Landsat 8 launched on February 11, 2013, from Vandenberg Air Force Base, California, on an Atlas-V 401 rocket, with the extended payload fairing (EPF) from United Launch Alliance, LLC. The Landsat 8 satellite payload consists of two science instruments—the Operational Land Imager (OLI) and the Thermal Infrared Sensor (TIRS). These two sensors provide seasonal coverage of the global landmass at a spatial resolution of 30 meters (visible, NIR, SWIR); 100 meters (thermal); and 15 meters (panchromatic).
Landsat 8 was developed as a collaboration between NASA and the U.S. Geological Survey (USGS). NASA led the design, construction, launch, and on-orbit calibration phases, during which time the satellite was called the Landsat Data Continuity Mission (LDCM). On May 30, 2013, USGS took over routine operations and the satellite became Landsat 8. USGS leads post-launch calibration activities, satellite operations, data product generation, and data archiving at the Earth Resources Observation and Science (EROS) center.
Landsat 8 instruments represent an evolutionary advance in technology. OLI improves on past Landsat sensors using a technical approach demonstrated by a sensor flown on NASA’s experimental EO-1 satellite. OLI is a push-broom sensor with a four-mirror telescope and 12-bit quantization. OLI collects data for visible, near infrared, and short wave infrared spectral bands as well as a panchromatic band. It has a five-year design life. The graphic below compares the OLI spectral bands to Landsat 7′s ETM+ bands. OLI provides two new spectral bands, one tailored especially for detecting cirrus clouds and the other for coastal zone observations.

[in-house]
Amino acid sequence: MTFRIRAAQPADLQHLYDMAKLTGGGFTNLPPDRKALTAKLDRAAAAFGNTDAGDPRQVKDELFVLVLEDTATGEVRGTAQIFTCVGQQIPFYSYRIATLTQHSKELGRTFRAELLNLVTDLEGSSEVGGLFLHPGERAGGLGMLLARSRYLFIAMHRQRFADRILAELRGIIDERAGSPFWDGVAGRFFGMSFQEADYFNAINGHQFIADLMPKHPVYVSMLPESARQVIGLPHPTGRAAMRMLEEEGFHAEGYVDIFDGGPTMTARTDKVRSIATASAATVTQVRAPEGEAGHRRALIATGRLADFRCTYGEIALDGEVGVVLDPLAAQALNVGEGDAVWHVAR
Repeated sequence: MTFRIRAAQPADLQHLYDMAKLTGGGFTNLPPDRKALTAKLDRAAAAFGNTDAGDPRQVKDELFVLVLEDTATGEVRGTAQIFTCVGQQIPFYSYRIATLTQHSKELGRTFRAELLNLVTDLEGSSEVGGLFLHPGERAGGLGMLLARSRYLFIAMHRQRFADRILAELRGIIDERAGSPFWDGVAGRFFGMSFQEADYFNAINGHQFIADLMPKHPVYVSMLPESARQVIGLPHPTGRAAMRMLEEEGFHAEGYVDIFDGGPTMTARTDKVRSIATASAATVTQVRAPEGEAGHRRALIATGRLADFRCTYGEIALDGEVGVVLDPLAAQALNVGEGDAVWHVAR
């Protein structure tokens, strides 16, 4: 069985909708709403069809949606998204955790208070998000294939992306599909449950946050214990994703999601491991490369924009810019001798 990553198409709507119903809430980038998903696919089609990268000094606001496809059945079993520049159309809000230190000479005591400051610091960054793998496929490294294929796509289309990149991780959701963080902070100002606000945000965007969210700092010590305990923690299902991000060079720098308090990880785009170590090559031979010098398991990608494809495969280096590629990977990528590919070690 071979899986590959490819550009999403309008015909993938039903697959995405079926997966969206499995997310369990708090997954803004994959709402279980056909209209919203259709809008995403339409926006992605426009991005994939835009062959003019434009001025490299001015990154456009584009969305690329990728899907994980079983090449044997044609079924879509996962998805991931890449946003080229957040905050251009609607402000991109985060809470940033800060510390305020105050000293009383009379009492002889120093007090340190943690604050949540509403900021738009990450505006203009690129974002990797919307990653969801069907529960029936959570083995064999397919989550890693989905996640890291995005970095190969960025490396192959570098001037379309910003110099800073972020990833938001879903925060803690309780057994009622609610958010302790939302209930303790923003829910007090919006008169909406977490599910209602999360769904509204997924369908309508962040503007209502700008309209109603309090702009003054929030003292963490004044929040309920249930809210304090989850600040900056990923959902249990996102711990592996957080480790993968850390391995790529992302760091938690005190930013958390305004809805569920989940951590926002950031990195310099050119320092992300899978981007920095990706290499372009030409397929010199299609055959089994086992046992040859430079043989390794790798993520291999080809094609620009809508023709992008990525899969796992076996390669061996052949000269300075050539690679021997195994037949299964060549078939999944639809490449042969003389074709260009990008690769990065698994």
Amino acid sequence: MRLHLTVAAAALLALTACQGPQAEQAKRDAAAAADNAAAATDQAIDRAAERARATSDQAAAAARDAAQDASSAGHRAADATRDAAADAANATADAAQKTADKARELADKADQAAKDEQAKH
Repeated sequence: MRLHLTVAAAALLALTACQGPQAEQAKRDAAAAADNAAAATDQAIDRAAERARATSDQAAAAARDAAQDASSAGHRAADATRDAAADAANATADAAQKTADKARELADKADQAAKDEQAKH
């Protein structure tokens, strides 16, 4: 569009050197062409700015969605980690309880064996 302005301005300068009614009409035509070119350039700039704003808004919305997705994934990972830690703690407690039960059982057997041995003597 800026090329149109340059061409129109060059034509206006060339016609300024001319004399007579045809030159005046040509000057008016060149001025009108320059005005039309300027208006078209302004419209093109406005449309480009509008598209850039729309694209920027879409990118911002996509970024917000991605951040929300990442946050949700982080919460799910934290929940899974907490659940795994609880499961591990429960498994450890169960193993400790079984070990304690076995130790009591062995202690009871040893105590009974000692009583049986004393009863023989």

TIRS collects data for two more narrow spectral bands in the thermal region formerly covered by one wide spectral band on Landsats 4–7. The 100 m TIRS data is registered to the OLI data to create radiometrically, geometrically, and terrain-corrected 12-bit data products.
Important TIRS calibration notice from USGS, Jan. 6, 2014: “Due to the larger calibration uncertainty associated with TIRS band 11, it is recommended that users refrain from relying on band 11 data in quantitative analysis of the TIRS data, such as the use of split window techniques for atmospheric correction and retrieval of surface temperature values.”
We suggest that Band 10 be used in conjunction with an atmospheric model to estimate surface brightness temperature. Our calibration team has found that with current processing these surface brightness temperatures are accurate to within ~±1 K for many 15 – 35° C targets, e.g., growing season vegetated targets.
For more details, please visit the Landsat 8 Data Users Handbook
Landsat 8 is required to return 400 scenes per day to the USGS data archive (150 more than Landsat 7 is required to capture). Landsat 8 has been regularly acquiring 725 scenes per day (and Landsat 7 is acquiring 438 scenes per day). This increases the probability of capturing cloud-free scenes for the global landmass. The Landsat 8 scene size is 185-km-cross-track-by-180-km-along-track. The nominal spacecraft altitude is 705 km. Cartographic accuracy of 12 m or better (including compensation for terrain effects) is required of Landsat 8 data products.
More About Landsat 8
- Picturing a Pixel (news brief & graphic)
- Landsat 8 Lunar Calibration (includes sample data)
- Landsat 8 Bands
- Landsat 8 Orbital Swath
- NASA Landsat 8 website
- USGS Landsat website
- Download LDCM Launch Brochure (PDF, 18.2 Mb)
- LDCM Communications Toolkit (for Mac: 200.5 Mb; for PC: 227.5 Mb)